With nothing on my docket except for a few classes and handing my papers in for the rest of my time in London, I spent Tuesday, Wednesday, and Thursday exploring the city again and spending time with friends. I went to go see Wicked on Wednesday night and had a great home cooked meal before going to a music bar on Thursday night, my last in the capital. My flight took off at 4 on Friday, across the Atlantic, closing a wonderful 11 weeks.
Things I learned while abroad:
1. Public transport in Europe owns. Never once did I wait for a subway train in any city, but particularly London, for more than six minutes. The buses in London are easy to figure out and multiple routes intersect, so you can often take multiple buses to get to the same place in the heart of the city. Going back to the WMATA, especially in Ballston, is going to be terrible. First world problems, I guess.
2. When you have such a terrible exchange rate as US dollars to British Pounds, you learn to ration your money well. I was able to feed myself for about 25 pounds a week in terms of groceries, which was really critical to keeping my costs down. I also kept all my change and used it, which sounds stupid, but it really does add up in London - especially because they actually use 50 pence pieces, unlike in the US.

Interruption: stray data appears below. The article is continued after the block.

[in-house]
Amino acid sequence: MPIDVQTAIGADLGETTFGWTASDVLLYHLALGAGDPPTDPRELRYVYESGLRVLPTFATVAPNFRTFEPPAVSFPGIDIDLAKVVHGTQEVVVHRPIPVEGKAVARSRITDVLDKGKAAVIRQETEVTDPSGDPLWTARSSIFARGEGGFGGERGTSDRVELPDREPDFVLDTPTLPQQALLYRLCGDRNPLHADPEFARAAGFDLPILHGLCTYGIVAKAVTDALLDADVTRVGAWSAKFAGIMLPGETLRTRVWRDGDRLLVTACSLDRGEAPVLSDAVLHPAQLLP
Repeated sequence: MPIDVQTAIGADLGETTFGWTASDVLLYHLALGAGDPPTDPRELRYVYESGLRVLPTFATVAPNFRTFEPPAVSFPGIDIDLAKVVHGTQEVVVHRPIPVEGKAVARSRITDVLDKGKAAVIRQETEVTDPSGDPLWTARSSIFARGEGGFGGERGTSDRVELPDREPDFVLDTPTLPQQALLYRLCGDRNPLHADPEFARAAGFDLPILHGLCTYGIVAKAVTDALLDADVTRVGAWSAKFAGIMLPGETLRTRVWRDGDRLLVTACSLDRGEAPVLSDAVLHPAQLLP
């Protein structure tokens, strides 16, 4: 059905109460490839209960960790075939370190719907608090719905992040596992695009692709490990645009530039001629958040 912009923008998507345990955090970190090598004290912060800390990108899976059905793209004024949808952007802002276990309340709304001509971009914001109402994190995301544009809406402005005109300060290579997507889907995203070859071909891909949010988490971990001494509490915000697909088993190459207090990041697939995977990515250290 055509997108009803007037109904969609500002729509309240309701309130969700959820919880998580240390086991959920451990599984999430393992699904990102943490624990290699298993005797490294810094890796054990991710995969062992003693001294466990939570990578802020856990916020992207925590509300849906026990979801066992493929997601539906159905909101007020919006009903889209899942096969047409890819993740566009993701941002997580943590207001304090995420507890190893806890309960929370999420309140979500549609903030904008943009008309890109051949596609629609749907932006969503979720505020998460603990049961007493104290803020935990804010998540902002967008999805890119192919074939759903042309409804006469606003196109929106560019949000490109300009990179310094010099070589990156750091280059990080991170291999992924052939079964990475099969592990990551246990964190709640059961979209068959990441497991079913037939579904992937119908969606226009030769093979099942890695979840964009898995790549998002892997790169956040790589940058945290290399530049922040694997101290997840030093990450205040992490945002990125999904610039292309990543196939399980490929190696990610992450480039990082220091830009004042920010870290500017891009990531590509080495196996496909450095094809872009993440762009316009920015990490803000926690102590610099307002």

3. Europeans don't hate Americans. They hate people who can only speak English, and laugh at you behind your back if you can only speak English. Hey, I laughed too.
4. The Swiss have an unreal quality of life, which leads to everything to be very expensive and nicely done. The exchange rate between the dollar and the Swiss Franc is almost 1:1, but a train ticket is 12 francs, a hotel breakfast is 19 francs, and a cheap dinner is 15 francs. Still, Zurich is very beautiful and the water is so clear that fountains spring up all along the roads that border the river and lake with water directly from those waterways - it's potable. Truly amazing, and the water was delicious.
5. I can't thank everyone around me for what has been an incredible 11 weeks that have changed my life for the better. Being able to spend to much time in my grandfather's homeland and really experience another country is something that I never thought I would get to do, and it was incredible.